But the locals stopped on the very tops of the poplars as if to take in the breath-taking views. I’ve often noticed them hanging around there on mornings with particularly gorgeous sunrises, as if they are as susceptible to the beauty as I am. Of course, it could be that they sit there every morning and I only notice them when I happen to be out taking in the view myself, but I prefer to go with my “crows as dawn worshippers” theory.

Incoming

You can see the neighbourhood waking up from the vantage point of our roof, the sky changing and a positive rush hour of birds – flickers, gulls, geese, sparrows, juncos, were spotted this morning, as well as Eric and the gang.

Gulls over the Mountains

The northern flicker scooped the weeping birch perch this morning.

The northern flicker scooped the weeping birch perch this morning.

As I watched Eric and his little group huddling together on the wires, I was also reminded of how grateful we’ve been for all the friends who’ve rallied around since the accident. It’s the crow equivalent of volunteers leaving the little crow family group to head over and scare away the eagle. I’m sure our friends would scare eagles away for us too, but, in the absence of winged predators, we are very grateful for all of the soup, cookies, help and concern that we’ve received.

Family Group on Pink

And, of course, I’m very grateful to Eric and his corvid kin, because watching them lifts me away from my worries and cares for a while as I realize there are so many lives being lived in parallel to our human ones, even here in the middle of East Vancouver.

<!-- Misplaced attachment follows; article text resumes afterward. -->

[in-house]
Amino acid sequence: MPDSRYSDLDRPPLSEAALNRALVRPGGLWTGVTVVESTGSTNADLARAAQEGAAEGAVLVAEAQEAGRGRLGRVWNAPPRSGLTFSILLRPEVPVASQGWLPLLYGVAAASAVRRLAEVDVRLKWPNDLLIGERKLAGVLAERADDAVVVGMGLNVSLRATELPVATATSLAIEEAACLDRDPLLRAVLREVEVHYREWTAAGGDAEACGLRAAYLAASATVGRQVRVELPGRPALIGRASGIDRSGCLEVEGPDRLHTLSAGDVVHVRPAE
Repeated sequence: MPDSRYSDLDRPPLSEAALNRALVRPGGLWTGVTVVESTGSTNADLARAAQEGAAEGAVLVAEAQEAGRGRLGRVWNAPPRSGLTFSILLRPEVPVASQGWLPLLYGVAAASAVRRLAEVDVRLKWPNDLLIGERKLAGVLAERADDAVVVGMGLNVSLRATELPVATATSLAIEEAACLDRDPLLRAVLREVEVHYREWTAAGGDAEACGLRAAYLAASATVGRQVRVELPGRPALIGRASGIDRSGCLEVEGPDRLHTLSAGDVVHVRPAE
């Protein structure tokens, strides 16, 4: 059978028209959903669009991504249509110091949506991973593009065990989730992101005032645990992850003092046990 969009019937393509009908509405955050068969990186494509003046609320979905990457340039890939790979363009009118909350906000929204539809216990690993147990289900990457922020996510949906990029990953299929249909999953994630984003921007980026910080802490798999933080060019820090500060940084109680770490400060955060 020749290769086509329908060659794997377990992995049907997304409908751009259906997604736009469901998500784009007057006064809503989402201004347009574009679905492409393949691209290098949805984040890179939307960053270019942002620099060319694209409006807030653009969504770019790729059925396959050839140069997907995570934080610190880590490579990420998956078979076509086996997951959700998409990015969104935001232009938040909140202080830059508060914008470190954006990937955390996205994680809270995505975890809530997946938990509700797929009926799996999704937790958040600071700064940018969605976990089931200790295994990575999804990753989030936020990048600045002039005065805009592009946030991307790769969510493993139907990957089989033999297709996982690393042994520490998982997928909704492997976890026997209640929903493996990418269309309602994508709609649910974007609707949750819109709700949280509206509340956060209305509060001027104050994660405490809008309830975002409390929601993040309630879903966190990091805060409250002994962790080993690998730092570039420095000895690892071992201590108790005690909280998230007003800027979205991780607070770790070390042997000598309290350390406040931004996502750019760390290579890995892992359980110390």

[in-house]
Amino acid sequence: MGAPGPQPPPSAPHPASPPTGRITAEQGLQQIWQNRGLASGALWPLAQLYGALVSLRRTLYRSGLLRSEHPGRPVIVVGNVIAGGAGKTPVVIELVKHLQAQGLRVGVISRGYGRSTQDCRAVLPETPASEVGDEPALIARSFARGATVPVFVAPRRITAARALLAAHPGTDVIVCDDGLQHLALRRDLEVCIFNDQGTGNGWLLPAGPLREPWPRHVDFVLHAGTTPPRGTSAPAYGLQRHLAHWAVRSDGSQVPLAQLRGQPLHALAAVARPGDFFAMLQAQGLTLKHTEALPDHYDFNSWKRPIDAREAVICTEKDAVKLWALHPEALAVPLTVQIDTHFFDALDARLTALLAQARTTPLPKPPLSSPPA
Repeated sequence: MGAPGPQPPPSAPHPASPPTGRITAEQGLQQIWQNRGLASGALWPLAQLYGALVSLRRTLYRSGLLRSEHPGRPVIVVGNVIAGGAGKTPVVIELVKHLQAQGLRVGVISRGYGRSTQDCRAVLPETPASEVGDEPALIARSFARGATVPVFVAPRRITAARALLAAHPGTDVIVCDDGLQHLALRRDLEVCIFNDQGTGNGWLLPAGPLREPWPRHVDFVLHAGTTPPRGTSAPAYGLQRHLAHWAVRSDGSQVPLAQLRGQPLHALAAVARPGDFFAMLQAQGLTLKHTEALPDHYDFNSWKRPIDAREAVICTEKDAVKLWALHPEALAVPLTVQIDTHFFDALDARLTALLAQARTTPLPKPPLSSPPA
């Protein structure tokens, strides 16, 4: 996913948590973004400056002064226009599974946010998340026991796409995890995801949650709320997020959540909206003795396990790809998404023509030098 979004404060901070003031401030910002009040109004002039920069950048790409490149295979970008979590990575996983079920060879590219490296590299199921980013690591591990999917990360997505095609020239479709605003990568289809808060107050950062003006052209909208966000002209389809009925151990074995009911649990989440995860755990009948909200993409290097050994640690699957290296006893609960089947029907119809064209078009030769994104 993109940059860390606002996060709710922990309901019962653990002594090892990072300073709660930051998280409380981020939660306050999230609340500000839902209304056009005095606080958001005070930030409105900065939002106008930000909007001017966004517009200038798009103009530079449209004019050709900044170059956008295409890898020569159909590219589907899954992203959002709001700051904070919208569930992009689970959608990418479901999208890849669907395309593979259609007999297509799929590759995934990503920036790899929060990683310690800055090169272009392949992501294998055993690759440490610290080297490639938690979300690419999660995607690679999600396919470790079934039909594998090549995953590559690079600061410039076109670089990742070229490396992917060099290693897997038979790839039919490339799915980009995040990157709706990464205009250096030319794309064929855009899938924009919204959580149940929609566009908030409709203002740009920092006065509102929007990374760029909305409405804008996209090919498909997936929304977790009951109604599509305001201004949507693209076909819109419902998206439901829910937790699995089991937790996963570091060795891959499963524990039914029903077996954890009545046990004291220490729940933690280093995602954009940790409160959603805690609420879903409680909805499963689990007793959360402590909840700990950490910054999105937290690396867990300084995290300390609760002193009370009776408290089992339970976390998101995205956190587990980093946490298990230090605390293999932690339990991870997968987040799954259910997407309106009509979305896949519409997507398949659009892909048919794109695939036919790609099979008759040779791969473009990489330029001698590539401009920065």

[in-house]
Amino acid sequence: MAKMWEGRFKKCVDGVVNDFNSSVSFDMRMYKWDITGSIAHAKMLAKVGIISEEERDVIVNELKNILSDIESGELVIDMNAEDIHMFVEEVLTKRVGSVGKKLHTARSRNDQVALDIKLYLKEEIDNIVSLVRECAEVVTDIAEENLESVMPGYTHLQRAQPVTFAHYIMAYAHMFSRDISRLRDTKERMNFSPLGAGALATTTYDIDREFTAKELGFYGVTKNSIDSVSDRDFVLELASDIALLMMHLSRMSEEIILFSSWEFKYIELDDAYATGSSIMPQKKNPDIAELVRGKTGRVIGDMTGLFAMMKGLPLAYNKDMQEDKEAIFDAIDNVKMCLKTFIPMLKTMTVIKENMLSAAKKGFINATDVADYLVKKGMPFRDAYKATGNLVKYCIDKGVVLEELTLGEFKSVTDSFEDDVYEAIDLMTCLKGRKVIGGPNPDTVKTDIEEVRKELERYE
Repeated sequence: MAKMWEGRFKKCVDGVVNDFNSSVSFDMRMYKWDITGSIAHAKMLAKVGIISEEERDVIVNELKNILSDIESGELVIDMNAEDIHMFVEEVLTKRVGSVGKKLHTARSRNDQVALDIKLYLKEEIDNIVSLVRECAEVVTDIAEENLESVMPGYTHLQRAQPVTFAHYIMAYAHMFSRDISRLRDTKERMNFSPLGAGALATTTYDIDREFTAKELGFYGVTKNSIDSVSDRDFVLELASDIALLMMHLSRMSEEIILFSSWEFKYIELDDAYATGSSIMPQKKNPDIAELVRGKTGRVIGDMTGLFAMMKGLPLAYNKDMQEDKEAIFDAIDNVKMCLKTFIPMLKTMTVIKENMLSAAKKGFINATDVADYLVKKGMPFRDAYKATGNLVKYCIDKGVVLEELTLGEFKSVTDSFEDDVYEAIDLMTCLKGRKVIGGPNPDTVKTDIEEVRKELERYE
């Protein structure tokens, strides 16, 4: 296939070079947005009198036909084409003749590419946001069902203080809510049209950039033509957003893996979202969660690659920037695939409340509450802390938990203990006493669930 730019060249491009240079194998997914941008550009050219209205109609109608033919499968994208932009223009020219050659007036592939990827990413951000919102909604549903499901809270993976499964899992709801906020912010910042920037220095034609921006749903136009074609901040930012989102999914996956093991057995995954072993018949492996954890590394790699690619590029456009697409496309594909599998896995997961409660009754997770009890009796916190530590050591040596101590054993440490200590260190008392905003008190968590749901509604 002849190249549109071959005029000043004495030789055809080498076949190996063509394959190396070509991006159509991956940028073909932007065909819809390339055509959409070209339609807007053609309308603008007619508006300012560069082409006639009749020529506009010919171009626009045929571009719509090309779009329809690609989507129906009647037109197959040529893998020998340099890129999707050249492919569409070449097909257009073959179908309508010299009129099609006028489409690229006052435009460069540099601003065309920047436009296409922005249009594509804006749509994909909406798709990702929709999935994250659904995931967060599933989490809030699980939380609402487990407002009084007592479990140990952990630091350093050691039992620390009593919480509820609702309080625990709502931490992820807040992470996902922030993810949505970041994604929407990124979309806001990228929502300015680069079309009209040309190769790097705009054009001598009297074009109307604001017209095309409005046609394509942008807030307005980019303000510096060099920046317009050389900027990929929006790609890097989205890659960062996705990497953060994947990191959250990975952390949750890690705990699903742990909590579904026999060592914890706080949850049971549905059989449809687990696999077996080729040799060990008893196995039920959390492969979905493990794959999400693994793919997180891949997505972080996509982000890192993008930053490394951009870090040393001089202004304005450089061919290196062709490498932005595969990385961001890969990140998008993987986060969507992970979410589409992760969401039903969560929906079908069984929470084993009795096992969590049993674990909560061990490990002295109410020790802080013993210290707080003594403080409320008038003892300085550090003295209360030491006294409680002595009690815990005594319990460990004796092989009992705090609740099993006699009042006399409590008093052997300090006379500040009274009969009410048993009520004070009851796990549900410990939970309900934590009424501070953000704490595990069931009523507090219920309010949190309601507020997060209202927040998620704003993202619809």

The colours of the sunrise glow on Eric's feathers

The colours of the sunrise glow on Eric’s feathers

Happy New Year, everyone. From me, and Eric.

Who Is Eric?

Well, I’m sure he has a different self-image entirely, but this is his CV from my perspective.

Here I Am

Eric, first of all, is a crow.

He is, relative to others of his species, quite unconcerned by my camera. In fact, since I use a long lens, I often have to back away from him to keep him in focus. We crow paparazzi are a minor inconvenience in his life.

My husband has described Eric as the James Bond of crows.

He lands on any awkward surface with purpose, aplomb and minimal flapping.

One down, four to go.

One down, four to go.

If there are 5 nuts he will make sure he methodically picks up each one with no spillage.

If there are only 4 nuts, Eric will wait and look at me meaningfully until I fill his quota (5). After all, the trip has to be worth his time. Plus he’s letting me take his picture. Further evidence that birds can count!

Three down, two to go

Three down, two to go

Eric does not like celery. I saved the scraps from the turkey this Thanksgiving and froze small bags of it to serve up as special treats. He loves his turkey leftovers with stuffing, but I always find any trace of celery meticulously picked out and left behind.

Eric LOVES cheese puffs. I believe, like humans, he is addicted to whatever terrible substance is in that yellow powder. These are a very occasional treat. I don’t want to turn him into a junk food junkie.

Eric is a family crow. His mate usually watches his food gathering antics from the hydro wires. The two kids come with him to watch and learn. Occasionally Eric lets them get a morsel or two.

He’s a real stickler for appearances, spending a lot of time grooming his (sometimes impatient) offspring. I can almost hear him muttering, “How do you expect to get on in the world, with your feathers all uncombed like that?”

There. Now that's better.

There. Now that’s better.

Hmmm....

Eric Junior is not sure about the new hairdo.

Finally, why “Eric”?

The name just popped into my head one day.

It seems to combine Viking boldness with Monty Python humour.

This will be the first of what I hope will be many Eric Reports. Of course, you never know with wild creatures — today may be the last day I see him. So I’d better get out there with his five almonds!

Eric the Crow